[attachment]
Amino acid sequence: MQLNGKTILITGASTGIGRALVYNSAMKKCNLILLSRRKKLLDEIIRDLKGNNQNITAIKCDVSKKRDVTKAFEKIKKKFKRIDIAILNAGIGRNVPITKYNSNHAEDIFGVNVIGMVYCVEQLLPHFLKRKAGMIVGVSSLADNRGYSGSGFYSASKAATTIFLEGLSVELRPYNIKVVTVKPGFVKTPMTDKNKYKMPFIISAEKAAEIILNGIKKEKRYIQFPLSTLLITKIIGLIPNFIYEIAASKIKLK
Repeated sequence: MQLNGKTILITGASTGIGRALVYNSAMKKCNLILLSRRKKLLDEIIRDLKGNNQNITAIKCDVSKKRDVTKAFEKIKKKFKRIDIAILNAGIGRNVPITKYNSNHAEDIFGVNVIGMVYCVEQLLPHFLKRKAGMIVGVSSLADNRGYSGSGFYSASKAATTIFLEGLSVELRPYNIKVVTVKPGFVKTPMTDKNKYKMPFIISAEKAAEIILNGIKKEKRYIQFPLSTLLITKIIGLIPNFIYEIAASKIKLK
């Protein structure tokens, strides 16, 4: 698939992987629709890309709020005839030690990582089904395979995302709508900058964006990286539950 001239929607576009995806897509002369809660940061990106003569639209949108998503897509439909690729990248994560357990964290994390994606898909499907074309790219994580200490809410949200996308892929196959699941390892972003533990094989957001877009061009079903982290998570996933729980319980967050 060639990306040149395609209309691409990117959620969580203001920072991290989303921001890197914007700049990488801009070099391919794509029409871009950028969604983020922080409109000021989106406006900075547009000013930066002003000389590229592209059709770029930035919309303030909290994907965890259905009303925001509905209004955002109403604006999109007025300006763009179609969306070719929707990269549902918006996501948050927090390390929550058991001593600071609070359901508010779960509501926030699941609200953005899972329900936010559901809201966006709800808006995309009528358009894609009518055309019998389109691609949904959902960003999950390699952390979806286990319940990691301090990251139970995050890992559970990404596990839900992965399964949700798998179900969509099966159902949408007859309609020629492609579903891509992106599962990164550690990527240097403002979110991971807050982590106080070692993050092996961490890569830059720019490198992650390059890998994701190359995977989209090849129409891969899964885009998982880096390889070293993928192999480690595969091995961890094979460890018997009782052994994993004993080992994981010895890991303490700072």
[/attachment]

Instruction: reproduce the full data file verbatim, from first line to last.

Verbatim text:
Amino acid sequence: MQLNGKTILITGASTGIGRALVYNSAMKKCNLILLSRRKKLLDEIIRDLKGNNQNITAIKCDVSKKRDVTKAFEKIKKKFKRIDIAILNAGIGRNVPITKYNSNHAEDIFGVNVIGMVYCVEQLLPHFLKRKAGMIVGVSSLADNRGYSGSGFYSASKAATTIFLEGLSVELRPYNIKVVTVKPGFVKTPMTDKNKYKMPFIISAEKAAEIILNGIKKEKRYIQFPLSTLLITKIIGLIPNFIYEIAASKIKLK
Repeated sequence: MQLNGKTILITGASTGIGRALVYNSAMKKCNLILLSRRKKLLDEIIRDLKGNNQNITAIKCDVSKKRDVTKAFEKIKKKFKRIDIAILNAGIGRNVPITKYNSNHAEDIFGVNVIGMVYCVEQLLPHFLKRKAGMIVGVSSLADNRGYSGSGFYSASKAATTIFLEGLSVELRPYNIKVVTVKPGFVKTPMTDKNKYKMPFIISAEKAAEIILNGIKKEKRYIQFPLSTLLITKIIGLIPNFIYEIAASKIKLK
């Protein structure tokens, strides 16, 4: 698939992987629709890309709020005839030690990582089904395979995302709508900058964006990286539950 001239929607576009995806897509002369809660940061990106003569639209949108998503897509439909690729990248994560357990964290994390994606898909499907074309790219994580200490809410949200996308892929196959699941390892972003533990094989957001877009061009079903982290998570996933729980319980967050 060639990306040149395609209309691409990117959620969580203001920072991290989303921001890197914007700049990488801009070099391919794509029409871009950028969604983020922080409109000021989106406006900075547009000013930066002003000389590229592209059709770029930035919309303030909290994907965890259905009303925001509905209004955002109403604006999109007025300006763009179609969306070719929707990269549902918006996501948050927090390390929550058991001593600071609070359901508010779960509501926030699941609200953005899972329900936010559901809201966006709800808006995309009528358009894609009518055309019998389109691609949904959902960003999950390699952390979806286990319940990691301090990251139970995050890992559970990404596990839900992965399964949700798998179900969509099966159902949408007859309609020629492609579903891509992106599962990164550690990527240097403002979110991971807050982590106080070692993050092996961490890569830059720019490198992650390059890998994701190359995977989209090849129409891969899964885009998982880096390889070293993928192999480690595969091995961890094979460890018997009782052994994993004993080992994981010895890991303490700072």